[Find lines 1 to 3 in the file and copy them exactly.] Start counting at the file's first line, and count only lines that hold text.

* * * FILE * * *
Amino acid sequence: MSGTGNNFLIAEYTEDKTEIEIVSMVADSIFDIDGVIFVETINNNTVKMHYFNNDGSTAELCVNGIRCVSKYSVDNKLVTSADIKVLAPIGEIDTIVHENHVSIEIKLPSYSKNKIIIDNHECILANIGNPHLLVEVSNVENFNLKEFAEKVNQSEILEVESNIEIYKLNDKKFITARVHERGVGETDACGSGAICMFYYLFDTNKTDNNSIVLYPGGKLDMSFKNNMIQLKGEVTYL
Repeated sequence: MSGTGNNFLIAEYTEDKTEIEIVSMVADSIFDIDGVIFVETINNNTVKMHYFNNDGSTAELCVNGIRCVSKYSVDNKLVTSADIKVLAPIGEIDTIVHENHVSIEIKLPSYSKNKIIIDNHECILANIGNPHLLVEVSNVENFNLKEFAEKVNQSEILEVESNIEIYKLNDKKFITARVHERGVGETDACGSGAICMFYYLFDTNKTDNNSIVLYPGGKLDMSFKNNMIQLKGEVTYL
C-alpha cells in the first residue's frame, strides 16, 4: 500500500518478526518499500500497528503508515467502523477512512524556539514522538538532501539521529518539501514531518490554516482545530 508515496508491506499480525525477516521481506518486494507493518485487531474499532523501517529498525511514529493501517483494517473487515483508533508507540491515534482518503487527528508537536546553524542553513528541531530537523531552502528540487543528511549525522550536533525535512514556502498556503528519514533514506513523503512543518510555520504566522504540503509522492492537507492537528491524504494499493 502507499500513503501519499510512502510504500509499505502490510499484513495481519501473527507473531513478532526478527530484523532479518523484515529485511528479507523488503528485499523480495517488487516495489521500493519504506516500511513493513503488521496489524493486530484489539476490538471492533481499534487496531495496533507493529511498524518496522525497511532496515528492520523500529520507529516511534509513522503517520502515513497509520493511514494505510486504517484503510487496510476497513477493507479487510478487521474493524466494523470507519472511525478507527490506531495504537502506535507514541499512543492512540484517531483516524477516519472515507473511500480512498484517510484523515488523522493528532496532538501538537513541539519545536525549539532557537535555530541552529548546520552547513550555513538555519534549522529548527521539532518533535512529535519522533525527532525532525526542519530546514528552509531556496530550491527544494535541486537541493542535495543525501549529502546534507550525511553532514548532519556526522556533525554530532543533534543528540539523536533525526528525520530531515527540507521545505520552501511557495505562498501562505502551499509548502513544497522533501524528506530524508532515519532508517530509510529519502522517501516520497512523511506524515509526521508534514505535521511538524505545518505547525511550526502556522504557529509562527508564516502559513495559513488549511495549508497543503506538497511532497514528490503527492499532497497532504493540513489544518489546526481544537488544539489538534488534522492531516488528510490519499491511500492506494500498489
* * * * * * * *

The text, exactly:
Amino acid sequence: MSGTGNNFLIAEYTEDKTEIEIVSMVADSIFDIDGVIFVETINNNTVKMHYFNNDGSTAELCVNGIRCVSKYSVDNKLVTSADIKVLAPIGEIDTIVHENHVSIEIKLPSYSKNKIIIDNHECILANIGNPHLLVEVSNVENFNLKEFAEKVNQSEILEVESNIEIYKLNDKKFITARVHERGVGETDACGSGAICMFYYLFDTNKTDNNSIVLYPGGKLDMSFKNNMIQLKGEVTYL
Repeated sequence: MSGTGNNFLIAEYTEDKTEIEIVSMVADSIFDIDGVIFVETINNNTVKMHYFNNDGSTAELCVNGIRCVSKYSVDNKLVTSADIKVLAPIGEIDTIVHENHVSIEIKLPSYSKNKIIIDNHECILANIGNPHLLVEVSNVENFNLKEFAEKVNQSEILEVESNIEIYKLNDKKFITARVHERGVGETDACGSGAICMFYYLFDTNKTDNNSIVLYPGGKLDMSFKNNMIQLKGEVTYL
C-alpha cells in the first residue's frame, strides 16, 4: 500500500518478526518499500500497528503508515467502523477512512524556539514522538538532501539521529518539501514531518490554516482545530 508515496508491506499480525525477516521481506518486494507493518485487531474499532523501517529498525511514529493501517483494517473487515483508533508507540491515534482518503487527528508537536546553524542553513528541531530537523531552502528540487543528511549525522550536533525535512514556502498556503528519514533514506513523503512543518510555520504566522504540503509522492492537507492537528491524504494499493 502507499500513503501519499510512502510504500509499505502490510499484513495481519501473527507473531513478532526478527530484523532479518523484515529485511528479507523488503528485499523480495517488487516495489521500493519504506516500511513493513503488521496489524493486530484489539476490538471492533481499534487496531495496533507493529511498524518496522525497511532496515528492520523500529520507529516511534509513522503517520502515513497509520493511514494505510486504517484503510487496510476497513477493507479487510478487521474493524466494523470507519472511525478507527490506531495504537502506535507514541499512543492512540484517531483516524477516519472515507473511500480512498484517510484523515488523522493528532496532538501538537513541539519545536525549539532557537535555530541552529548546520552547513550555513538555519534549522529548527521539532518533535512529535519522533525527532525532525526542519530546514528552509531556496530550491527544494535541486537541493542535495543525501549529502546534507550525511553532514548532519556526522556533525554530532543533534543528540539523536533525526528525520530531515527540507521545505520552501511557495505562498501562505502551499509548502513544497522533501524528506530524508532515519532508517530509510529519502522517501516520497512523511506524515509526521508534514505535521511538524505545518505547525511550526502556522504557529509562527508564516502559513495559513488549511495549508497543503506538497511532497514528490503527492499532497497532504493540513489544518489546526481544537488544539489538534488534522492531516488528510490519499491511500492506494500498489